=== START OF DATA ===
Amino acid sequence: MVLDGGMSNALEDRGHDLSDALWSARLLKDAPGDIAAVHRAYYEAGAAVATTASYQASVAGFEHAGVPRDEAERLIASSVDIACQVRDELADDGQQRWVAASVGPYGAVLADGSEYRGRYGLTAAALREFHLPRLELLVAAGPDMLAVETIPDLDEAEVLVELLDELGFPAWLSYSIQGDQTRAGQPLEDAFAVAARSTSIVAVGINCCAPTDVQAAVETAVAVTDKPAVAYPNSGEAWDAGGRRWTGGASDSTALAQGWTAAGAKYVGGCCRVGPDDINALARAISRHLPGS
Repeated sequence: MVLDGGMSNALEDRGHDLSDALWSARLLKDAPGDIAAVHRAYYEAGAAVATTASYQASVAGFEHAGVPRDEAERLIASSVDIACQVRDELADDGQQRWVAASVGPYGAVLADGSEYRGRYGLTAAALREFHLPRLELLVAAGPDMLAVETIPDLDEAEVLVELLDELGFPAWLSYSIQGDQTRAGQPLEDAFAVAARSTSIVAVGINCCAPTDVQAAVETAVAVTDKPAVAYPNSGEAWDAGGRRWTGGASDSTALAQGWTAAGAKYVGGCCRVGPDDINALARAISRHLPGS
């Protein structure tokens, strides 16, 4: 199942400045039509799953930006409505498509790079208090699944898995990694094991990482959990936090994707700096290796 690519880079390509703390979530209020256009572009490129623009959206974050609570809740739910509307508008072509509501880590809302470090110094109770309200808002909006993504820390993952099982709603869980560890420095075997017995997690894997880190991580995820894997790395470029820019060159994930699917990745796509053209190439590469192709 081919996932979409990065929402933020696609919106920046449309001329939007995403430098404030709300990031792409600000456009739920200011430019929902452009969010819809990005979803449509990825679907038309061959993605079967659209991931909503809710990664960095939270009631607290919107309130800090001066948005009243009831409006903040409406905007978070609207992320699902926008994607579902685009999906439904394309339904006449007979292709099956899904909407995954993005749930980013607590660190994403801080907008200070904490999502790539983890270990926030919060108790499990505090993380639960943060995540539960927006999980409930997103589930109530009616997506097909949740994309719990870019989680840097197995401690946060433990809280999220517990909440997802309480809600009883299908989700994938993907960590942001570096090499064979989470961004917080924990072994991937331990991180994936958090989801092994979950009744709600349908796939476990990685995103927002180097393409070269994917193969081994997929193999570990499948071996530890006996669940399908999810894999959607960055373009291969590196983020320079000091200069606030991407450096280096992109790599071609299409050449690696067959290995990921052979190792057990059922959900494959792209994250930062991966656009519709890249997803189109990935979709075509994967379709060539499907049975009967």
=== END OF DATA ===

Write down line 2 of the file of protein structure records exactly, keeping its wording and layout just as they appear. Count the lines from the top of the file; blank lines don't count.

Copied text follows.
Repeated sequence: MVLDGGMSNALEDRGHDLSDALWSARLLKDAPGDIAAVHRAYYEAGAAVATTASYQASVAGFEHAGVPRDEAERLIASSVDIACQVRDELADDGQQRWVAASVGPYGAVLADGSEYRGRYGLTAAALREFHLPRLELLVAAGPDMLAVETIPDLDEAEVLVELLDELGFPAWLSYSIQGDQTRAGQPLEDAFAVAARSTSIVAVGINCCAPTDVQAAVETAVAVTDKPAVAYPNSGEAWDAGGRRWTGGASDSTALAQGWTAAGAKYVGGCCRVGPDDINALARAISRHLPGS